How do you have TIME????

Q. 3 As a full-time teacher, how on earth do you have time to write books? 

Ann Marie Stephens: I rely on weekends (when I’m not doing school work) and holidays. I also do what I call “stoplight writing”. I print out a copy of my current manuscript and take it with me on my 40-minute commute to school. When I’m sitting at red lights I look at phrases, words, or plot points I need to rework. When the light turns green, I think of solutions in my head while I’m driving to the next red light. Then I jot down my thoughts. I’ve been known to work on stories during boring professional development trainings or staff meetings. I can’t stop my brain from wandering. #writerproblems


Q  5. Any tips for our teacher friends who “want to write a book someday”?  

Ann Marie Stephens: To teachers who are aspiring writers— read as much as you can. Read the kinds of books you want to write because that’s how you learn the craft. Write with your students. Write for your students. Write because your students need to hear your voice and your story. They need to see you inspired by words because it all becomes contagious after that, doesn’t it?

Ann Marie got these masks –with two of her book covers!–from a former student.

What Teachers want parents to know:

“the kids are indeed learning…”

Q 6. CONGRATULATIONS on your 30th year teaching. (THANKS for all you do!) What would you like parents and the community at large to know about Distance Learning/teaching in a pandemic?

Ann Marie Stephens: My students and I began 100% distance learning on August 31. Teaching first graders online feels like being the ringleader of a circus where the Big Top hasn’t been assembled, the performers are stuck in their cages or trailers, and we are expected to work together to put on an elaborate show. Despite this, we are having fun and the kids are indeed learning. Teachers want parents to know that we are trying so hard to be amazing right now. We are sacrificing sleep, weekends, and time with our families to juggle everything being thrown at us. We are also balancing the education of our students while attending to their mental and emotional needs. We love their kids and dream of the day we can be in person with them.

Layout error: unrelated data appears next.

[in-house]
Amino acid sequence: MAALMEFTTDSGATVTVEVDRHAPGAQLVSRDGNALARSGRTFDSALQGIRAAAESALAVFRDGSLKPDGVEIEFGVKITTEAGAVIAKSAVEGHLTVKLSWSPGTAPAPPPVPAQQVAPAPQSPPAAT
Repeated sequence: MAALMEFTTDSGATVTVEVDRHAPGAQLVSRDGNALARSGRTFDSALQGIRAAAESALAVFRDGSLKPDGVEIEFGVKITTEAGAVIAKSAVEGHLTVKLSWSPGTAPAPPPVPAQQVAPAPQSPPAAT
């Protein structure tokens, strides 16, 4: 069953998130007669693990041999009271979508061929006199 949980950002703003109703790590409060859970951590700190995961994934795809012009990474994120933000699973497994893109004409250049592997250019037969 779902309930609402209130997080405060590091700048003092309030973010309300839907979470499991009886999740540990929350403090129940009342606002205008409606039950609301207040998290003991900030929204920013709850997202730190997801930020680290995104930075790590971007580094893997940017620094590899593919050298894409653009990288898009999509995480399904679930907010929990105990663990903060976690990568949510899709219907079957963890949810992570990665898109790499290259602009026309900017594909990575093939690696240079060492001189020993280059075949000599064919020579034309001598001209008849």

Thank you so much for joining the blog today, and

Happy almost Book Birthday to  ARITHMECHICKS TAKE AWAY. 

To learn more about Ann Marie Stephens and her books, follow her on Twitter @AMStephens_  and Instagram @amstephens_ and check out her blog:  2 Happy Teachers 

Next time we’ll be talking to TWO children’s authors Melissa Berger-Stoller and Julie Abery, and celebrating a few well-deserved (belated) Book Birthdays!

Stay safe, everyone.

*Also–dear teacher friends–about writing that book:

“Someday is NOW.”

Publishing #kidlit in a Pandemic, part 3: 10 Qs for Lauren Kerstein and 10+ excellent tips on craft!

Happy September pandemic Book Birthday to Lauren Kerstein and ROSIE THE DRAGON AND CHARLIE SAY GOOD NIGHT (Two Lions/ Illus. Nate Wragg) We first talked to Lauren Kerstein last year about her debut picture book, ROSIE THE DRAGON AND CHARLIE MAKE WAVES, so I’m very curious to see how this pandemic book birthday compares.

But FIRST, let’s celebrate this adorable new bedtime Rosie & Charlie title and ask Lauren a few questions about craft:

Rosie the dragon’s bedtime routine has been a little bumpy lately. But not to worry! Charlie is prepared with everything he needs to help guide his pet dragon (and best friend) to a peaceful night’s sleep… How hard could tucking your pet dragon into bed be…?